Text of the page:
Literapedia Notes for

This Side of Paradise by F. Scott Fitzgerald


  • Amory Blaine (1): the protagonist
  • Stephen Blaine (1): Amory's father
  • Beatrice Blaine (1): Amory's mother
  • Monsignor Darcy (1): A bishop; Amory's mentor
  • Myra St. Claire (1): Amory's childhood friend
  • Froggy Parker (1): Amory's childhood friend
  • Kerry and Burne Holiday (2): Amory's friends at Princeton
  • Thomas (Tom) D'Invilliers (2): Amory's friend at Princeton
  • Isabelle Borge (2): one of Amory's lovers
  • Alec Connage (2): Amory's friend at Princeton
  • Dick Humbird (2): Amory's friend at Princeton
  • Jesse Ferrenby (2): Amory's friend at Princeton
  • Clara Page (4): Amory's third cousin
  • Rosalind Connage (1): Alec's sister
  • Mrs. Connage (1): Alec and Rosalind's mother
  • Mrs. Lawrence (2): A friend of Monsignor Darcy's
  • Mr. Ferrenby (5): Jesse's father

Chapter Summaries

Book One: The Romantic Egotist
1. Amory, Son of Beatrice: Amory’s childhood and his close relationship with his mother are described. Beatrice has a nervous breakdown and Amory spends the next two years with his aunt and uncle. Amory is invited to Myra St. Claire’s bobsledding party, and he kisses Myra. Amory falls in love with many girls, and formulates a philosophy to live by. Amory’s mother returns to Lake Geneva, and together they plan for Amory to attend St. Regis boarding school. He meets Monsignor Darcy, and they form a close bond. At school, Amory is considered conceited and undisciplined by students and teachers. After graduating from St. Regis, Amory decides to go to Princeton.
2. Spires and Gargoyles: Amory settles in at Princeton. He meets Kerry and Burne Holiday, and they become friends. Amory joins the football team, but is injured and joins the newspaper staff instead. Amory meets Thomas D’Invilliers, and they bond over a love of literature. He joins the Triangle Club, and travels performing in “Ha-Ha Hortense”. Amory goes to Minneapolis to see Isabelle Borge. Amory enjoys his sophomore spring, and he exchanges love letters with Isabelle. One day he finds Dick Humbird dead from a car crash. Isabelle and her mother visit, Amory and Isabelle go to the prom, and then visit her summer house on Long Island.
3. The Egotist Considers: Amory and Isabelle argue and quickly end their affair. Amory fails an exam. His father dies and he learns that his family is losing money. He visits Monsignor Darcy again. After going out drinking with friends, Amory thinks he sees the devil watching him, and when he returns to Princeton, Tom says he has similar visions.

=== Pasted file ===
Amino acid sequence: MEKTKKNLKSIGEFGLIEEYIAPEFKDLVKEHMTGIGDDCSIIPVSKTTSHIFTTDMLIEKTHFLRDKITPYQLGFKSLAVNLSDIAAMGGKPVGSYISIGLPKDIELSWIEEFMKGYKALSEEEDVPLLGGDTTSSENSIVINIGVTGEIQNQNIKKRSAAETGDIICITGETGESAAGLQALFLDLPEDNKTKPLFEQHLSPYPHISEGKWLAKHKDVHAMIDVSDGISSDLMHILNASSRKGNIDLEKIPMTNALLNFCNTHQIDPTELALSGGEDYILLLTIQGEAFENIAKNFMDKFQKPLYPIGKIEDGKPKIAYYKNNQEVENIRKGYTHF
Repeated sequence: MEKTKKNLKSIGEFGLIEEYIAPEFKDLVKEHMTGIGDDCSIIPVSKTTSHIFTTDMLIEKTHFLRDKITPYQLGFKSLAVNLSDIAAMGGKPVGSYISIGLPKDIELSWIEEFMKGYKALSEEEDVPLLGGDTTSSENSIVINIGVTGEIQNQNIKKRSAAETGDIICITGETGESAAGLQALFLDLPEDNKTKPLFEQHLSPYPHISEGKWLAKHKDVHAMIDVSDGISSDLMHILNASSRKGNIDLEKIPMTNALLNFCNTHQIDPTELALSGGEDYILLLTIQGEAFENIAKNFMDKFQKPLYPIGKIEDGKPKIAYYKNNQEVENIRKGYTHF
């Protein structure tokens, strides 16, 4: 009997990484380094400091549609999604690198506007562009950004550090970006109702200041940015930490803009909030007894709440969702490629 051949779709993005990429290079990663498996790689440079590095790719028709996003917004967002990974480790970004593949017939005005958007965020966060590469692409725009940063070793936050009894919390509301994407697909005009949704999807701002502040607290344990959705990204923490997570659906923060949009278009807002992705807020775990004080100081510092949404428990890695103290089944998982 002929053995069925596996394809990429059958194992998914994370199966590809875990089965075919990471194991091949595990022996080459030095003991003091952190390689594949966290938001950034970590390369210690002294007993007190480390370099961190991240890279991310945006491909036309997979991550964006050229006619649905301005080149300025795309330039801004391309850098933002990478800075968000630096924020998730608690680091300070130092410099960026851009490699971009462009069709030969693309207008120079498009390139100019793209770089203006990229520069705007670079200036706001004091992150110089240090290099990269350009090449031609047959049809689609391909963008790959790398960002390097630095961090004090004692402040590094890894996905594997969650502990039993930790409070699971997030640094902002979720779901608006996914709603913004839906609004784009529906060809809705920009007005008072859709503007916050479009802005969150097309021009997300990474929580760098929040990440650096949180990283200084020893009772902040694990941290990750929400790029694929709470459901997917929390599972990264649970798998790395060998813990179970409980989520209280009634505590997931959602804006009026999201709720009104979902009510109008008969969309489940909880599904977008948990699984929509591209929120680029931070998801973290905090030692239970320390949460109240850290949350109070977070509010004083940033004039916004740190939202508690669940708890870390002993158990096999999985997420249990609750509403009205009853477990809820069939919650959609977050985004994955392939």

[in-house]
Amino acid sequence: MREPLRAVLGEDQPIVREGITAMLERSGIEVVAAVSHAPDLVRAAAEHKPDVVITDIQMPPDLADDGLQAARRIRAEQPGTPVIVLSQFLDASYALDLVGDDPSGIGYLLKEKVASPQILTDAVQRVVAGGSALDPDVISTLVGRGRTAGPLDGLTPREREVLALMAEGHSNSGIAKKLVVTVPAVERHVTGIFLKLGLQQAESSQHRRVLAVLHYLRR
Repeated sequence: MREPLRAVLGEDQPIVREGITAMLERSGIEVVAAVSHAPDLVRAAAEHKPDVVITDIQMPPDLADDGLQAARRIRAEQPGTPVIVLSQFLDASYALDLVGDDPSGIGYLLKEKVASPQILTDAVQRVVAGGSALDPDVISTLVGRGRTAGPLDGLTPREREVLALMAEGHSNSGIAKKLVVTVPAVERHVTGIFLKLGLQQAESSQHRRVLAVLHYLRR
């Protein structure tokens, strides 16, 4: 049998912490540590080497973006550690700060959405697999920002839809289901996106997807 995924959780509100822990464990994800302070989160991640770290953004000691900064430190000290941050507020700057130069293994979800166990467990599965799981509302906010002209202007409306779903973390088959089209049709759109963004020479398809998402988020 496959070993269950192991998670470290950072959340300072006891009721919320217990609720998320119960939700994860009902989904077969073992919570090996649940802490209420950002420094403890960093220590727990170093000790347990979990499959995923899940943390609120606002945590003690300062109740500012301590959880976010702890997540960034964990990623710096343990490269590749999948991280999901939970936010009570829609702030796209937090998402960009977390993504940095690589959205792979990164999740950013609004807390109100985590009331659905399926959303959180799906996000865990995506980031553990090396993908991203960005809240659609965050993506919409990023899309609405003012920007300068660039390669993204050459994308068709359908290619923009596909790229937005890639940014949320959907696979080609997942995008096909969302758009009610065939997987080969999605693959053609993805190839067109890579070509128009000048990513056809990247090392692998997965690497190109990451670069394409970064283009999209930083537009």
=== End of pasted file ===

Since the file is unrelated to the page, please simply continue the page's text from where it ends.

4. Narcissus Off Duty: In Amory’s senior year, after a deep discussion with Burne Holiday, the two grow quite close. Amory goes to visit Monsignor Darcy often. He visits his poor, widowed third cousin Clara in Philadelphia, and he falls in love with her but she does not love him. World War One takes hold and Burne goes to Pennsylvania because he’s a pacifist. Amory plans to join either infantry or aviation, and he says goodbye to Tom.

Interlude (May 1917- February 1919)
While he is at war, Amory receives a letter from Monsignor Darcy saying he wishes he was Amory’s father, and he is glad that if he does not survive the war, he can live on through Amory. Amory writes a poem about heading for Europe during the war. Amory writes a letter to Tom, saying they will live together when he returns and goes into politics. He mentions that Kerry and Jesse died, and that he has become agnostic.

Book Two: The Education of a Personage
1. The Debutante: Amory attends Rosalind Connage’s debut, and accidentally walks into her dressing room, where they kiss. Mrs. Connage gives Rosalind advice about men, and Rosalind decides she loves Amory. They have a love affair and Amory begins work at an advertising agency. Rosalind eventually ends things with Amory because he is not wealthy enough.
2. Experiments in Convalescence: Amory drowns his sorrows in alcohol, quits his job, and gets beaten up. He continues to live as an alcoholic, until prohibition is instituted, and he recovers. He visits Mrs. Lawrence. Amory insults Tom’s writing in “The New Democracy,” and writes his own piece. Tom leaves so Amory moves in with an uncle in Maryland.
3. Young Irony: Amory meets Eleanor and they discuss literature while hiding from a storm. They kiss goodnight, and Amory begins to love her. They spend the summer together, and on the last night go horseback riding, where Eleanor almost rides off a cliff. Years later, they write each other poems.
4. The Supercilious Sacrifice: Amory is in Atlantic City and meets with Alec and a few girls. He stays with Alec in his hotel, and when police come looking for an unmarried man and woman together, Amory pretends he was with the girl. He is not charged for a crime. He learns that Rosalind has married another man, his family money is gone, and Monsignor Darcy has died.
5. The Egotist Becomes a Personage: Amory reflects on life through a conversation in his mind. He tries to enter a private club and is not allowed in. He attends Monsignor Darcy’s funeral and then walks to Princeton. He is picked up by Mr. Ferrenby and his secretary, and they discuss politics and economics. Amory stops at a Civil War graveyard and finally reaches Princeton. He thinks about himself and Rosalind and cries, “I know myself, but that is all.”

Book Note Creator

Emma Bland, '08